Care After Breast Reconstruction Surgery
What Happens After Your Procedure in Austin, TX?
Below are links to our downloadable post-surgical breast reconstruction recovery guides. These are ideal to review before your pre-operative appointment with us. Write down any questions you may have and bring them with you to the office or give us a call to speak with one of our breast cancer survivors on our patient care team.
You should arrange for someone to stay with you in the days immediately following discharge. Most patients are able to return to work after four to five weeks, or possibly longer if your job requires heavy lifting or other strenuous activity. Moderate swelling of the reconstructed breast for a few months is to be expected, as is numbness in the reconstructed breast, the donor site, and possibly the upper, inner arm for six to 12 months post-op. An emotional letdown after surgery is normal.
- Post-Surgical DIEP Flap Discharge Instructions
- Post-Surgical Implant-Tissue Expander Discharge Instructions
- Post-Surgical Oncoplastic Reconstruction Discharge Instructions
- Post-Surgical Reconstruction Revision Discharge Instructions
- Post-Surgical Reconstruction Revision TE Removal Implant Placement Instructions
- Post-Surgical Thigh or Gluteal Flap Discharge Instructions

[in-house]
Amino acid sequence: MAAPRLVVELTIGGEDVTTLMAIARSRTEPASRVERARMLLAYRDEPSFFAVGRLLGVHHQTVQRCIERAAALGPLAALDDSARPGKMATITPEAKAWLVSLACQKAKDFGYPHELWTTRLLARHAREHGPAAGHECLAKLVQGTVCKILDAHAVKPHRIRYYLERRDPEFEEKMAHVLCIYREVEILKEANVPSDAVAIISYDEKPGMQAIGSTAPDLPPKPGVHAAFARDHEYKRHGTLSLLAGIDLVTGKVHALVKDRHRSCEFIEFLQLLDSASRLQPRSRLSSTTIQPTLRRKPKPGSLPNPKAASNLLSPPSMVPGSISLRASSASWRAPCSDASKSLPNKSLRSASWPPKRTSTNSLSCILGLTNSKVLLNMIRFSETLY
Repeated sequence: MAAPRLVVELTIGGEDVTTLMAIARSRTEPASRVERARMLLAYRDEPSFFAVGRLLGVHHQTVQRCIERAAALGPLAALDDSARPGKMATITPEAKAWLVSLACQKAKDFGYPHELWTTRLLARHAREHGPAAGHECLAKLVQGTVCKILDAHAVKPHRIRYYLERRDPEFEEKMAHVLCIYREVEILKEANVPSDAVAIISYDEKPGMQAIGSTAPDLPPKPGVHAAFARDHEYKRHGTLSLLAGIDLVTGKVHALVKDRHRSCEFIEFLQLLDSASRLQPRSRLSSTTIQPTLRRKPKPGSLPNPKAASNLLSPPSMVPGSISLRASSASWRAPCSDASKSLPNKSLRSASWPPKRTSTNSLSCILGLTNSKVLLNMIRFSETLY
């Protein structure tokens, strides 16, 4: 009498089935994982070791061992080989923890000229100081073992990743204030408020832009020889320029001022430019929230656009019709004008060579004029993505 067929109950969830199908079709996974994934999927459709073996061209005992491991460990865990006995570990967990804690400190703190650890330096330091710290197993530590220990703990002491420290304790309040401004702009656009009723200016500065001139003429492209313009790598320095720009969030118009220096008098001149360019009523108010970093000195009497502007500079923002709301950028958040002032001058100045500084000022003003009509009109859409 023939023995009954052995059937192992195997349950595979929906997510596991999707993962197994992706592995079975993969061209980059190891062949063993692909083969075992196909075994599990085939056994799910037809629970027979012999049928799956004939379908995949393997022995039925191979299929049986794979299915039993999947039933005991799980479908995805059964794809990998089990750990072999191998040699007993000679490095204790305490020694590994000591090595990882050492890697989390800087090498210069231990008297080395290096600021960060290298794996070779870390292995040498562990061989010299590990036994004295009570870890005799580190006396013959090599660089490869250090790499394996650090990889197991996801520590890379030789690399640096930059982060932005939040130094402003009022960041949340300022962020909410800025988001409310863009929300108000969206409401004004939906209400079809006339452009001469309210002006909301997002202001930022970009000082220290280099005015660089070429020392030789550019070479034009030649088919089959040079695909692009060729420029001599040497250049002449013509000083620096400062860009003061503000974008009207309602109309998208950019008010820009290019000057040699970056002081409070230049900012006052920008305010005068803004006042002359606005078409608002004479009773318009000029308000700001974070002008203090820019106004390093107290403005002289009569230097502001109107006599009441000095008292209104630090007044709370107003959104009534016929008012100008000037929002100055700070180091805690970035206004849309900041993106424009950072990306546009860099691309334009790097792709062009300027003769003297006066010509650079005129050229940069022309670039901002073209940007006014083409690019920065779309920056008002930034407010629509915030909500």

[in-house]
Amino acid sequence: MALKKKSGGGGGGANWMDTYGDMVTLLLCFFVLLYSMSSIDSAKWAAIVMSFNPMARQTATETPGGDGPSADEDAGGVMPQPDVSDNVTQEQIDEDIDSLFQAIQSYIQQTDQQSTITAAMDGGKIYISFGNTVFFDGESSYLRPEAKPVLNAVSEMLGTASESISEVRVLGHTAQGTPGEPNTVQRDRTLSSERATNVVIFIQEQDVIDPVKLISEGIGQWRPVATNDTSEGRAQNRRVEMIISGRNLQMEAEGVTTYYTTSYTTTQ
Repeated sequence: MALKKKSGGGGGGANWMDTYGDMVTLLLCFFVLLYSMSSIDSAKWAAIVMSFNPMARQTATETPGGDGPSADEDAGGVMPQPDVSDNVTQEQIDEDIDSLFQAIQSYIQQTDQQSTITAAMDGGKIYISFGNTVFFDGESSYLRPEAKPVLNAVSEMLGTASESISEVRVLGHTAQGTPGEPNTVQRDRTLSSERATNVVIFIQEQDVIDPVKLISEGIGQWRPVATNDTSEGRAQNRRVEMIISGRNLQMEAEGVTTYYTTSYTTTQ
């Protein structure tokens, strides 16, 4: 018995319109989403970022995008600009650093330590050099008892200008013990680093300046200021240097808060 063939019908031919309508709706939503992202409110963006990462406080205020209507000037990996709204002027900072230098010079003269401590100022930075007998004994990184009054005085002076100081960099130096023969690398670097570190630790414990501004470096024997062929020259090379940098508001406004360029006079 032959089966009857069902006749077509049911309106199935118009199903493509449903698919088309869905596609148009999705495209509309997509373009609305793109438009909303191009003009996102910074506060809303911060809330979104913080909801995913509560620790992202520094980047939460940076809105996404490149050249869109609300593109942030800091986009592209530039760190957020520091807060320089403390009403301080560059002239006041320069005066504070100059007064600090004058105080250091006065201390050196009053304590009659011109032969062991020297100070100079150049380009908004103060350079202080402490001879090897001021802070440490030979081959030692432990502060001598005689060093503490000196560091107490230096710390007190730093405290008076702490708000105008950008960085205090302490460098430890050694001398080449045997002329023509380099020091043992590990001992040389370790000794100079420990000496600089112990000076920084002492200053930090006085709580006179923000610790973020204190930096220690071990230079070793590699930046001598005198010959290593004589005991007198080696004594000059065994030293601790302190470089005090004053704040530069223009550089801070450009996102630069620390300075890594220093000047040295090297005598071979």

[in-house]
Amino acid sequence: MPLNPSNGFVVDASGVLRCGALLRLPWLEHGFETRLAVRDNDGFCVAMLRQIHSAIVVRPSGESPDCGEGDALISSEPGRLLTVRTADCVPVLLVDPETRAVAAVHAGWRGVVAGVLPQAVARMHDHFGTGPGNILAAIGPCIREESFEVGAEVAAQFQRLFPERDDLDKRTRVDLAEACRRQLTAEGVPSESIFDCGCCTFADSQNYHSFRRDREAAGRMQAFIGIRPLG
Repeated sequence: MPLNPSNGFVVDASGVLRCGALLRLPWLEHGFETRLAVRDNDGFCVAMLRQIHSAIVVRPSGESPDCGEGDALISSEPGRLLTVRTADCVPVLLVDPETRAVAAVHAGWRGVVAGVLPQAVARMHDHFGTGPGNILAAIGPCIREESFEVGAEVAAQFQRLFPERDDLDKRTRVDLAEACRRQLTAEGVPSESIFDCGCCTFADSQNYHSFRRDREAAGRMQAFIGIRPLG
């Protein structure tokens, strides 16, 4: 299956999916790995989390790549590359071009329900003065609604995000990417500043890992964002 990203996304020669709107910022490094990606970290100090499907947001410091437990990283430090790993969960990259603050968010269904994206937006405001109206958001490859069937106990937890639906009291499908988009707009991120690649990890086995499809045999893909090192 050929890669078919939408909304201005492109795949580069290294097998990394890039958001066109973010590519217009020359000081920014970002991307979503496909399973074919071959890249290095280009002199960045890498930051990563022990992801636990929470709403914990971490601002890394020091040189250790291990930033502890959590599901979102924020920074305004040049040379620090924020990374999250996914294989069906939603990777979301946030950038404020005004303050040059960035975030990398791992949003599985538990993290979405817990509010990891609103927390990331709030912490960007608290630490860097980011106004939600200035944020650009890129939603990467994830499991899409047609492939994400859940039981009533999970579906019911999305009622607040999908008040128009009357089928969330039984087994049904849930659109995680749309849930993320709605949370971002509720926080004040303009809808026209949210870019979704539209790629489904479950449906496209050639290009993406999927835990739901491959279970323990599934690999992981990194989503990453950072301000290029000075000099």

Christine Fisher, M.D.
- Known for natural-looking aesthetic results in breast reconstruction and cosmetic surgery.
- Elected by her peers for inclusion in Texas Monthly's Texas Super Doctors®: Rising Stars listing.
- Reconstructed over 1,500 patients, including more than 500 DIEP flap reconstructions.
- 4.9-star average rating over hundreds of reviews for cosmetic surgery.
After two weeks, you may begin gentle scar massage with a moisturizing lotion to help soften scars while healing. Protect your incision from sun exposure by applying sunblock to scars for the first year. Sun damage darkens and thickens scars and can penetrate bathing suits.
Please call us if you experience:
- Persistent fever above 101.5º
- Rapidly expanding swelling under the skin
- Spreading redness around the surgical site(s)
- If you had a living tissue reconstruction, change in the color of your flap
- Pus in your drain